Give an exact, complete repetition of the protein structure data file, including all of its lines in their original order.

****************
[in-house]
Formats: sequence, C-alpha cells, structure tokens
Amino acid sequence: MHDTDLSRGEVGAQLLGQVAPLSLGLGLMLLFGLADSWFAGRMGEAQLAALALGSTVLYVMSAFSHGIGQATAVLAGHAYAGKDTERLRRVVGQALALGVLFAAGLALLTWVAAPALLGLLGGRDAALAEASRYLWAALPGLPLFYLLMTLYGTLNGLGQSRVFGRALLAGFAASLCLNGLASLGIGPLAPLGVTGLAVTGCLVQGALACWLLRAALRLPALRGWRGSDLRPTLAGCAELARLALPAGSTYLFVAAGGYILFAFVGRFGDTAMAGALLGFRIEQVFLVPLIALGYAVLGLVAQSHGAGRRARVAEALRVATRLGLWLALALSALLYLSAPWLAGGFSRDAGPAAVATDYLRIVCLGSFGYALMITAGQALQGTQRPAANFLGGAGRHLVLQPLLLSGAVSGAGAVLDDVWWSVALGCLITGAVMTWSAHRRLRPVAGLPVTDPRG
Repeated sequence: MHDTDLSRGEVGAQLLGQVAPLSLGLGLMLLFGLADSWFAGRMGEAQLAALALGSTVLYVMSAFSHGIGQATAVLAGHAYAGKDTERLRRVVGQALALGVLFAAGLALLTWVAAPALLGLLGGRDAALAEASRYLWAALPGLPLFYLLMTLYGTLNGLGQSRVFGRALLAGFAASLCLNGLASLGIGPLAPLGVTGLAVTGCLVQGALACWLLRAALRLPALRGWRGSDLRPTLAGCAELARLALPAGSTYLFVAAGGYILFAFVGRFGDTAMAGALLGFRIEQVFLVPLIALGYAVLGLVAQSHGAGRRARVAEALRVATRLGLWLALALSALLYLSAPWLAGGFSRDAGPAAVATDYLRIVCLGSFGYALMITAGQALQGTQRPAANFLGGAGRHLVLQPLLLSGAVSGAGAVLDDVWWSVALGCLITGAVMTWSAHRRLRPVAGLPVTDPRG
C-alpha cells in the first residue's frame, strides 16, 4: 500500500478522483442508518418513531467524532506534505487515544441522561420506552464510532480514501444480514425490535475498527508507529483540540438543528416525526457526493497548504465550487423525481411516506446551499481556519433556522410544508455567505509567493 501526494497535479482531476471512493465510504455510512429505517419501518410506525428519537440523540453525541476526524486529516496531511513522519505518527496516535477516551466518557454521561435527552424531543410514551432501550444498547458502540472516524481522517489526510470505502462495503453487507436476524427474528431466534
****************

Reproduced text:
[in-house]
Formats: sequence, C-alpha cells, structure tokens
Amino acid sequence: MHDTDLSRGEVGAQLLGQVAPLSLGLGLMLLFGLADSWFAGRMGEAQLAALALGSTVLYVMSAFSHGIGQATAVLAGHAYAGKDTERLRRVVGQALALGVLFAAGLALLTWVAAPALLGLLGGRDAALAEASRYLWAALPGLPLFYLLMTLYGTLNGLGQSRVFGRALLAGFAASLCLNGLASLGIGPLAPLGVTGLAVTGCLVQGALACWLLRAALRLPALRGWRGSDLRPTLAGCAELARLALPAGSTYLFVAAGGYILFAFVGRFGDTAMAGALLGFRIEQVFLVPLIALGYAVLGLVAQSHGAGRRARVAEALRVATRLGLWLALALSALLYLSAPWLAGGFSRDAGPAAVATDYLRIVCLGSFGYALMITAGQALQGTQRPAANFLGGAGRHLVLQPLLLSGAVSGAGAVLDDVWWSVALGCLITGAVMTWSAHRRLRPVAGLPVTDPRG
Repeated sequence: MHDTDLSRGEVGAQLLGQVAPLSLGLGLMLLFGLADSWFAGRMGEAQLAALALGSTVLYVMSAFSHGIGQATAVLAGHAYAGKDTERLRRVVGQALALGVLFAAGLALLTWVAAPALLGLLGGRDAALAEASRYLWAALPGLPLFYLLMTLYGTLNGLGQSRVFGRALLAGFAASLCLNGLASLGIGPLAPLGVTGLAVTGCLVQGALACWLLRAALRLPALRGWRGSDLRPTLAGCAELARLALPAGSTYLFVAAGGYILFAFVGRFGDTAMAGALLGFRIEQVFLVPLIALGYAVLGLVAQSHGAGRRARVAEALRVATRLGLWLALALSALLYLSAPWLAGGFSRDAGPAAVATDYLRIVCLGSFGYALMITAGQALQGTQRPAANFLGGAGRHLVLQPLLLSGAVSGAGAVLDDVWWSVALGCLITGAVMTWSAHRRLRPVAGLPVTDPRG
C-alpha cells in the first residue's frame, strides 16, 4: 500500500478522483442508518418513531467524532506534505487515544441522561420506552464510532480514501444480514425490535475498527508507529483540540438543528416525526457526493497548504465550487423525481411516506446551499481556519433556522410544508455567505509567493 501526494497535479482531476471512493465510504455510512429505517419501518410506525428519537440523540453525541476526524486529516496531511513522519505518527496516535477516551466518557454521561435527552424531543410514551432501550444498547458502540472516524481522517489526510470505502462495503453487507436476524427474528431466534